This report reviews conditions affecting the stability of the U.S. financial system by analyzing vulnerabilities related to valuation pressures, borrowing by businesses and households, financial leverage, and funding risk. It also highlights several near-term risks that, if realized, could interact with these vulnerabilities.
Since the November 2021 Financial Stability Report, uncertainty about the economic outlook has increased. The Russian invasion of Ukraine has caused tremendous human and economic hardship, and the implications for the U.S. and global economies are highly uncertain. In the near term, the invasion and related events are likely to create additional upward pressure on inflation and weigh on economic activity. After deteriorating early in the period because of the emergence and spread of the highly contagious Omicron variant, the pandemic outlook has improved but remains uncertain. Finally, inflation has been higher and more persistent than expected, even before the invasion of Ukraine, and uncertainty over the inflation outlook poses risks to financial conditions and economic activity.
Against this backdrop, financial markets experienced high volatility and some strains on market liquidity. On net, over the period, Treasury yields increased markedly, broad equity prices declined notably, and credit spreads widened considerably in corporate bond markets. While business and household debt increased last year and likely has continued to do so this year, the ratio of credit to gross domestic product (GDP) continued to fall and is approaching pre-pandemic levels. Credit quality remained robust. Banks remained well capitalized, but some money market and bond funds are still exposed to sizable liquidity risks. A few signs of funding pressures emerged amid the escalation of geopolitical tensions. However, broad funding markets proved resilient, and spillovers have been limited to date.
- Asset valuations. Heightened uncertainty about the economic outlook led to notable fluctuations in financial markets. Since the previous report, broad equity prices declined notably, and spreads in corporate bond markets widened considerably. Prices of risky financial assets remained generally high compared with corresponding expected cash flows. Since November, house prices rose at a rapid rate and continued to outstrip increases in rents. Asset prices remain vulnerable to declines in response to negative shocks (see Section 1, Asset Valuations).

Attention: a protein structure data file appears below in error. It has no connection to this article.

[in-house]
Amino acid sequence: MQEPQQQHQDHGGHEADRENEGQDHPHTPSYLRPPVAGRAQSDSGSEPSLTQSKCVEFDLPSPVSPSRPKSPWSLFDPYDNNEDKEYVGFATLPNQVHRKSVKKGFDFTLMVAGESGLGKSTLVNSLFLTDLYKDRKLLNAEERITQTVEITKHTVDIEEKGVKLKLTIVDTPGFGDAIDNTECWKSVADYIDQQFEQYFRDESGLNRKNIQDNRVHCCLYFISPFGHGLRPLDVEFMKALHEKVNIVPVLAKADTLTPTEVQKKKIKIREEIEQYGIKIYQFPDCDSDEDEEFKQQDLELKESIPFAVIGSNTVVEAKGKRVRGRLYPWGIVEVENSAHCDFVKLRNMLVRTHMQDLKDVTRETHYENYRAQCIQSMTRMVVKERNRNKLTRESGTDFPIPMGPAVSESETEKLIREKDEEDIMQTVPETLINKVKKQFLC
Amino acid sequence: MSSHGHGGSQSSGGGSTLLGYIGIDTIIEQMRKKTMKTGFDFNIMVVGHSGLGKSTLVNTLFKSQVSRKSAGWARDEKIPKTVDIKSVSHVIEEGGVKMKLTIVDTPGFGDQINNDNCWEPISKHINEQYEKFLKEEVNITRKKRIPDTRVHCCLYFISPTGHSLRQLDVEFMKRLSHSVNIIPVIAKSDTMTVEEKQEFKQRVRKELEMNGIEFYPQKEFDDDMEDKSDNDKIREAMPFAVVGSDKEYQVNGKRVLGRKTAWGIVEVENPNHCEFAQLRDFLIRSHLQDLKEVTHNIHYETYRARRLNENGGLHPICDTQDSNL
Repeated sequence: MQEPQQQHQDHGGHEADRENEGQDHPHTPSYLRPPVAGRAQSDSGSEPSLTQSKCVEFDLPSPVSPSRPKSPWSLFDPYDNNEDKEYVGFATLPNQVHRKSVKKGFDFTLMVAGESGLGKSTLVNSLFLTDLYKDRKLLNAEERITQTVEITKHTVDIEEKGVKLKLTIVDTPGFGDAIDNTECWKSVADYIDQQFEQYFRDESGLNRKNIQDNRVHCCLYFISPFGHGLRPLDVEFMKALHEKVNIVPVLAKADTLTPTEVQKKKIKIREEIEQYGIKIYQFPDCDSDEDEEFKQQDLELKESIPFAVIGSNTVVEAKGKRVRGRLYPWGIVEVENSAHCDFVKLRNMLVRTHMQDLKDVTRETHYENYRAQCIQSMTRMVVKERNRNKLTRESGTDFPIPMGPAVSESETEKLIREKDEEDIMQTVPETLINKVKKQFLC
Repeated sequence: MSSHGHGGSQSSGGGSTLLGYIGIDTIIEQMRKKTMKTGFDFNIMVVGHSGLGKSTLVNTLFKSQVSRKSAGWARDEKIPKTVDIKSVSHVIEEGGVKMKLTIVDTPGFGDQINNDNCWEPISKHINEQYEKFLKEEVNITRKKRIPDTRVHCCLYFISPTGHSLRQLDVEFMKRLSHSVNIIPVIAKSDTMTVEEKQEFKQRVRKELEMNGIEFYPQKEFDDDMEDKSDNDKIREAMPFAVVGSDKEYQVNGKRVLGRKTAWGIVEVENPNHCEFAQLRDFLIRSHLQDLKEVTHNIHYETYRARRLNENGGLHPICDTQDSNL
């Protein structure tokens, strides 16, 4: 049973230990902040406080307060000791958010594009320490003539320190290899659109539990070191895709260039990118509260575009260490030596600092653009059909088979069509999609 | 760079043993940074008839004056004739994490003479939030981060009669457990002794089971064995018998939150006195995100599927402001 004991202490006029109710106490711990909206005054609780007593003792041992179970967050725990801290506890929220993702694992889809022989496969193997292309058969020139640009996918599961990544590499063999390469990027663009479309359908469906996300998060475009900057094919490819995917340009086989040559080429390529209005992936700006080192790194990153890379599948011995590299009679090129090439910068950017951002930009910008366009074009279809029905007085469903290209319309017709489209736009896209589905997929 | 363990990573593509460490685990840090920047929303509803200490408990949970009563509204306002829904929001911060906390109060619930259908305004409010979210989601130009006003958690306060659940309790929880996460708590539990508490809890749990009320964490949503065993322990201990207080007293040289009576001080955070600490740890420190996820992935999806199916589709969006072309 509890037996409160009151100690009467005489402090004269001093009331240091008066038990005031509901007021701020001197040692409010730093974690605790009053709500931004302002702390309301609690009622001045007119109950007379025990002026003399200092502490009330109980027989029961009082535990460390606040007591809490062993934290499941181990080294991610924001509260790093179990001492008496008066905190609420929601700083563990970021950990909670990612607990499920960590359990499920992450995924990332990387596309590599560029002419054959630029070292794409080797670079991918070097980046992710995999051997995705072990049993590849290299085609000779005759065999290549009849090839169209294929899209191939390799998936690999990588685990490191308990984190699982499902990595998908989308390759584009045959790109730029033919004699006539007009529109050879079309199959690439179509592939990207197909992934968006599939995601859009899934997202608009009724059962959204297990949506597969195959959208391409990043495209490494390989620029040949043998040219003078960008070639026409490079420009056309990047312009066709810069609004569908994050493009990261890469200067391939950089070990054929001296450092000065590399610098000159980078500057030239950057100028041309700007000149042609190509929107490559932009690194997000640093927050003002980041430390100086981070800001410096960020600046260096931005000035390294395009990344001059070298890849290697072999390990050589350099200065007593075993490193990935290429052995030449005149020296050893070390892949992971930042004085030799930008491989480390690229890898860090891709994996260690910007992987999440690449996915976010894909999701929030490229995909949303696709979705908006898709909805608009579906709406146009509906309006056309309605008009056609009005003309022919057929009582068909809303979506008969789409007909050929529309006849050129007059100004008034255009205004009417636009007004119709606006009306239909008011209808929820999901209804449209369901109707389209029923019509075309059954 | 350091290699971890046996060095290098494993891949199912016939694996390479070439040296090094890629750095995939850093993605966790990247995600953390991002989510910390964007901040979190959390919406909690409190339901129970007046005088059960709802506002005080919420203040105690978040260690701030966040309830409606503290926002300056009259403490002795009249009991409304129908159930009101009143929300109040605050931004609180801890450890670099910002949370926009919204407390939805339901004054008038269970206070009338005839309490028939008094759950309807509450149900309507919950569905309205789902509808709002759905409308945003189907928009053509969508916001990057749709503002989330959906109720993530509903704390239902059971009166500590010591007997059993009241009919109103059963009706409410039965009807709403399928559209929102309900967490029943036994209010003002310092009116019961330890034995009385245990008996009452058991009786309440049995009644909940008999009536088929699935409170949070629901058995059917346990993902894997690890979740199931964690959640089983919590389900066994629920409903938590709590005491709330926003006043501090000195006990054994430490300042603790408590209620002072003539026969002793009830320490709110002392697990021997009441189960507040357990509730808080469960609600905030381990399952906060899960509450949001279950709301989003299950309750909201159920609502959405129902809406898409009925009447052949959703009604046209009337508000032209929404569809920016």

- Borrowing by businesses and households. Key indicators of vulnerabilities arising from business and household debt—including debt-to-GDP ratios, gross leverage, and interest coverage ratios—continued to improve and have largely recovered from the economic stresses of the COVID-19 recession. Nonetheless, rising inflation, supply chain disruptions, and ongoing geopolitical events might pose risks to the ability of some businesses and households to service their debts (see Section 2, Borrowing by Businesses and Households).
- Leverage in the financial sector. Banks maintained risk-based capital ratios well above regulatory minimums. Leverage at broker-dealers stayed low, while leverage at life insurance companies and hedge funds remained high by historical standards. Issuance of non-agency asset-backed securities recovered from the low levels of the pandemic (see Section 3, Leverage in the Financial Sector).
- Funding risks. Funding risks at domestic banks remained low as a result of large holdings of liquid assets and a limited reliance on short-term wholesale funding. However, some types of money market funds (MMFs) and stablecoins remain prone to runs, and many bond and bank loan mutual funds continue to be vulnerable to redemption risks. Elevated market volatility associated with the Russian invasion of Ukraine has led to increased margin calls by central counterparties (CCPs), which in turn increased the demand for liquidity from a range of market participants (see Section 4, Funding Risks).
This report also details how near-term risks have changed since the November 2021 report based in part on the most frequently cited risks to U.S. financial stability as gathered from outreach to a wide range of researchers, academics, and market contacts (discussed in the box "Survey of Salient Risks to Financial Stability"). Stresses in Europe related to the Russian invasion of Ukraine or in emerging markets—such as those that could arise from China or be driven by inflationary pressures—could spill over to the United States. In addition, elevated inflation and rising rates in the United States could negatively affect domestic economic activity, asset prices, credit quality, and financial conditions more generally. As concerns over cyber risk have increased, U.S. government agencies and their private-sector partners have been stepping up their efforts to protect the financial system and other critical infrastructures. If any of these near-term risks were realized, and especially should such events precipitate a marked worsening of the economic outlook, their effects could be amplified through the financial vulnerabilities identified in this report.
The report includes additional boxes that analyze salient topics related to financial stability, including two boxes on recent notable events in financial markets—namely, " Recent Liquidity Strains across U.S. Treasury, Equity Index Futures, and Oil Futures Markets" and "Commodity Market Stresses following Russia's Invasion of Ukraine." Additional boxes include "LIBOR Transition Update," " Central Bank Digital Currency and Financial Stability," and "Stresses in China's Real Estate Sector."